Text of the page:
Eight Heritage Buildings

The Cole Harbour Heritage Farm houses eight heritage buildings that date between 1780 -1938. The Farm Museum is a fine example of a Nova Scotia family farm. This farm's origins date to ca 1800, at a time when the farm operation was on both sides of the Cole Harbour Road.

Cole Harbour Farm consists of ten structures including the Giles and Harris Houses. Of the ten, all but two are heritage buildings. The Farm is located on the south-west corner of where Poplar Drive meets Otago Drive in Cole Harbour, Nova Scotia. The small parcel of farmland, once part of a 500 acre property, is nestled on a hill overlooking a pond and a well-developed commercial area along Cole Harbour Road.

The Cole Harbour Farm Museum is located in a very busy and commercial section of Cole Harbour that was once mainly agricultural. The Farm is the only remaining structural evidence of that history. The Farm includes four outbuilding structures and two farm houses that together are valued for their association to rural life and early settlers of Cole Harbour.

The outbuildings include three barns and a milk shed and a blacksmith shop. The Settle Barn, named for the Settle family who were the original owners of the property, is valued as a good example of an English style barn and features three bays framed by timber that is built into the slope of the land. The Market Barn has had many uses over its lengthy lifetime. It was used to house livestock as well as provide storage for the large market garden business that served Halifax and area. The barn is valued for its cold-storage room which is considered to be one of the first in Cole Harbour. The Crib Barn was built in the early nineteenth century and is valued for its unusual style. It features hand-hewn framework covered in large three foot shingles.  The Naugle Milk Shed is a vernacular building type  that was traditionally adapted for various uses.  The Blacksmith Shop was constructed in the nineteenth century and has served many uses including livestock barn, carriages and tractor storage and of course a blacksmith shop, which is its current function. The roof shows evidence of where it has been cut and raised to accommodate larger machinery.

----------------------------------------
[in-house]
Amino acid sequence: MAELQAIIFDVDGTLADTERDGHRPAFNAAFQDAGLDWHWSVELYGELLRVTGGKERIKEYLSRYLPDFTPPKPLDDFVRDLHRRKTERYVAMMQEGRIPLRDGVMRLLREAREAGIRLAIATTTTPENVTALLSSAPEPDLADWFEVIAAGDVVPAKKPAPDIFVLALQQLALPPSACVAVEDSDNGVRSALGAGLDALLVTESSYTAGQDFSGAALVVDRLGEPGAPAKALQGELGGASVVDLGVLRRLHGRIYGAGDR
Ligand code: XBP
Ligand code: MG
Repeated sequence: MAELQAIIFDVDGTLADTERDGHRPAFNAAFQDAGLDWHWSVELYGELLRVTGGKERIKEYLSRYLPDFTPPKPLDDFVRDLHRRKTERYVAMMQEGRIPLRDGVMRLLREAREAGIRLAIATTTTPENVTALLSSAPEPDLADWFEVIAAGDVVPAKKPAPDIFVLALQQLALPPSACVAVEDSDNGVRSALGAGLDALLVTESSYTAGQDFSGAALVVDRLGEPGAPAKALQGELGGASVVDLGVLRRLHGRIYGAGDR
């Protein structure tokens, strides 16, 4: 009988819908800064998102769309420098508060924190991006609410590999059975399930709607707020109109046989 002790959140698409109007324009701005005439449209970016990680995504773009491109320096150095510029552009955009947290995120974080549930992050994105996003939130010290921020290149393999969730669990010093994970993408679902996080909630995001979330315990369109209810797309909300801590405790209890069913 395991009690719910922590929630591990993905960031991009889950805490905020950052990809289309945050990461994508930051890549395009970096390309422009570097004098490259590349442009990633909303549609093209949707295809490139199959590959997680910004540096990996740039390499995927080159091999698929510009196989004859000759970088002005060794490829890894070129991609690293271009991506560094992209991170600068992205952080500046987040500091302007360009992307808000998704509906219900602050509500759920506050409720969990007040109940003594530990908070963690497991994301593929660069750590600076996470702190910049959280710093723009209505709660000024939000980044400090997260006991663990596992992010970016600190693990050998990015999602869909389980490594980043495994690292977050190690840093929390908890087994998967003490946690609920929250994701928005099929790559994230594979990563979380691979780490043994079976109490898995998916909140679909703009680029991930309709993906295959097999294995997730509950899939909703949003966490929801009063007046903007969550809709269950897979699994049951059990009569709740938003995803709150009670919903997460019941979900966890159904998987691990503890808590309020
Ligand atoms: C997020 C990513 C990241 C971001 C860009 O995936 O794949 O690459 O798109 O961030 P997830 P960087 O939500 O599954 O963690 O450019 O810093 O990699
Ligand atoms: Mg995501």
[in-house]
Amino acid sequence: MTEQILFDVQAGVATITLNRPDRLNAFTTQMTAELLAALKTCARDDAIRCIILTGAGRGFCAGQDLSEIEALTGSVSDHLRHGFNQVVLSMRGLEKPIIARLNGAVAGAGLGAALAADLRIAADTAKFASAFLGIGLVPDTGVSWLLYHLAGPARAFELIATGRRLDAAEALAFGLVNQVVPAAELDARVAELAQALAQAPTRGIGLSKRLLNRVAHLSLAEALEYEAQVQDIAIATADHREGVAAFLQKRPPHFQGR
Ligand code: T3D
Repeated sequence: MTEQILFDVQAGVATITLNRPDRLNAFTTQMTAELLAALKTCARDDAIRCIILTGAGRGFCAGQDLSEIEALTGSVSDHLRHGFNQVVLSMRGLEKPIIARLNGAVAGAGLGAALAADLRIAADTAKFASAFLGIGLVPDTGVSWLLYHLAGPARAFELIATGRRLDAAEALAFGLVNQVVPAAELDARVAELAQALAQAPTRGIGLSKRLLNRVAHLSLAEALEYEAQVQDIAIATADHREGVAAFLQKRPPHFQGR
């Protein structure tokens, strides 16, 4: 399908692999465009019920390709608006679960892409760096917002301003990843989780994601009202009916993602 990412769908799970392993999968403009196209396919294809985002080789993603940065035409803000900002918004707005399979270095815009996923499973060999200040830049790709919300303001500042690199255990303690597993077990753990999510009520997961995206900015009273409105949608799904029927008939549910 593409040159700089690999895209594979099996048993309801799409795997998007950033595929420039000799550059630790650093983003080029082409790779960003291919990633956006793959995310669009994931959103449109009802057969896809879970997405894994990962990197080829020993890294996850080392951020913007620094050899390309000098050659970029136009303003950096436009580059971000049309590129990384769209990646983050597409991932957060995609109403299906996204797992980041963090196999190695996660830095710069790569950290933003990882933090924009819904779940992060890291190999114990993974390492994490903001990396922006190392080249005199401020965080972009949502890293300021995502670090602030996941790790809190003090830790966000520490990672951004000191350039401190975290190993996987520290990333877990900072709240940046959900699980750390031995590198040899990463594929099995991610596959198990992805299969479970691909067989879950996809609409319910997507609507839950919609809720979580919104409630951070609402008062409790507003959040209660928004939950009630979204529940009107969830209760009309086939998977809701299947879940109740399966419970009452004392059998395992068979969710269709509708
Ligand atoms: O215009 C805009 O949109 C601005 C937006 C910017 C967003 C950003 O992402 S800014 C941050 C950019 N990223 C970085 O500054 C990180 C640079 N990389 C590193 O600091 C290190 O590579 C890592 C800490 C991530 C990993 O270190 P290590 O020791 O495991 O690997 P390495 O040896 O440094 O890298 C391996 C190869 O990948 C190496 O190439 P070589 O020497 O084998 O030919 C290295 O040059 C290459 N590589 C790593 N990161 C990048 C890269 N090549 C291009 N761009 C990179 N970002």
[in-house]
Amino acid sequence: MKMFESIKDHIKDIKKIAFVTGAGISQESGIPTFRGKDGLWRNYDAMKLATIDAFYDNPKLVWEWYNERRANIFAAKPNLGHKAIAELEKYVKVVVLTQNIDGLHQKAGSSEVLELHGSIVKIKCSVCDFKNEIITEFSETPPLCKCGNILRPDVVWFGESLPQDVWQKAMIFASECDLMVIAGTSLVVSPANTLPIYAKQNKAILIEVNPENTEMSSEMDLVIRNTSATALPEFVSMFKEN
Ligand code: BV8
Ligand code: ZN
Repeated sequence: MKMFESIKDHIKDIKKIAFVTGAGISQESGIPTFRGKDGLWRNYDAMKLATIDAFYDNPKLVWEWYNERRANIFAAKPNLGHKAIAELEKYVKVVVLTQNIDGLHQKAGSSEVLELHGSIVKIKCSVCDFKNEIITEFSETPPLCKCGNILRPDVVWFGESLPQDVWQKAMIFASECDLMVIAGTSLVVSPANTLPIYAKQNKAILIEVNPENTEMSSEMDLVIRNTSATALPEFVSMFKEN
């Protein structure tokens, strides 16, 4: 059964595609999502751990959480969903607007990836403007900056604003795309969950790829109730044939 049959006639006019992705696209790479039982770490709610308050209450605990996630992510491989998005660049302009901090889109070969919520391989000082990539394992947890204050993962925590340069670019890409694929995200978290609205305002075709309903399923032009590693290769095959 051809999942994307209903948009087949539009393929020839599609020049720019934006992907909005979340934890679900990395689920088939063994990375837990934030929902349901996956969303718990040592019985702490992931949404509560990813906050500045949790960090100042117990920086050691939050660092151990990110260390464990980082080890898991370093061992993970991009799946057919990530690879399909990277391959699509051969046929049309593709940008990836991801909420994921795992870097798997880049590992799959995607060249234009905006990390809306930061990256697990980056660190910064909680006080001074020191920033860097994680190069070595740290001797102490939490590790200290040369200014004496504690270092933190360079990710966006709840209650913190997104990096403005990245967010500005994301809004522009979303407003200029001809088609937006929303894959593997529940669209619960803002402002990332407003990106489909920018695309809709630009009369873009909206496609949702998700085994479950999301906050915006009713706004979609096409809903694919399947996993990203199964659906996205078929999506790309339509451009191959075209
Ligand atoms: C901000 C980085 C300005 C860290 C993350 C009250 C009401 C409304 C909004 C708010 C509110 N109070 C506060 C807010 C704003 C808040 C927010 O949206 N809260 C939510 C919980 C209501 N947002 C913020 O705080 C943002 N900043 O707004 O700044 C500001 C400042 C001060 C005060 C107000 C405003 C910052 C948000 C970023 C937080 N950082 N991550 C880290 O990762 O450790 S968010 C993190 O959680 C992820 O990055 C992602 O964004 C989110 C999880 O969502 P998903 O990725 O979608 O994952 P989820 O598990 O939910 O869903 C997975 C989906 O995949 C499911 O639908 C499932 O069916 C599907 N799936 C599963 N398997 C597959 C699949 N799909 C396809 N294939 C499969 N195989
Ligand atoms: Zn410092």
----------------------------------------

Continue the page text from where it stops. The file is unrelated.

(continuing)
The property also includes two farm houses. The Giles House is currently part of the farm and is considered to be one of the oldest buildings in Cole Harbour. The house was originally built in ca 1780 on one hundred acres of land purchased by Joseph Giles in 1789. It is believed that the house was dismantled and brought from the Lunenburg area.

Giles moved to Cole Harbour from the United States in 1786. He was one of the earliest settlers of Cole Harbour. The land remained in the Giles family for two hundred years until 1972 when it was purchased by Nova Scotia Housing Commission. The modest farm house was moved to the Cole Harbour Farm in 1976 to save it from demolition. Architecturally, the Giles House is valued as a one-and-a-half storey prefabricated Cape Cod style dwelling built with horizontal slotted logs with a central chimney. In the 1890s it was converted to a Saltbox style house with the extension on the back and the roof line altered. The house is also valued for its representations of different time periods and the evolution of construction techniques.

The Harris House is the original homestead of Robert Settle Sr. He was also one of the earliest settlers to the area and he probably first occupied the land as a tenant farmer. Settle owned approximately 125 acres of agricultural land. The Settle family owned the house and property from 1843 to 1935 when it passed to Stuart Harris. Architecturally, the Harris House is valued as an attractive two storey Gothic Revival style dwelling with two large cross gable dormers with pointed windows. The house has a central chimney and doorway. Harris House also features a veranda that has been converted into the Rose & Kettle Tearoom.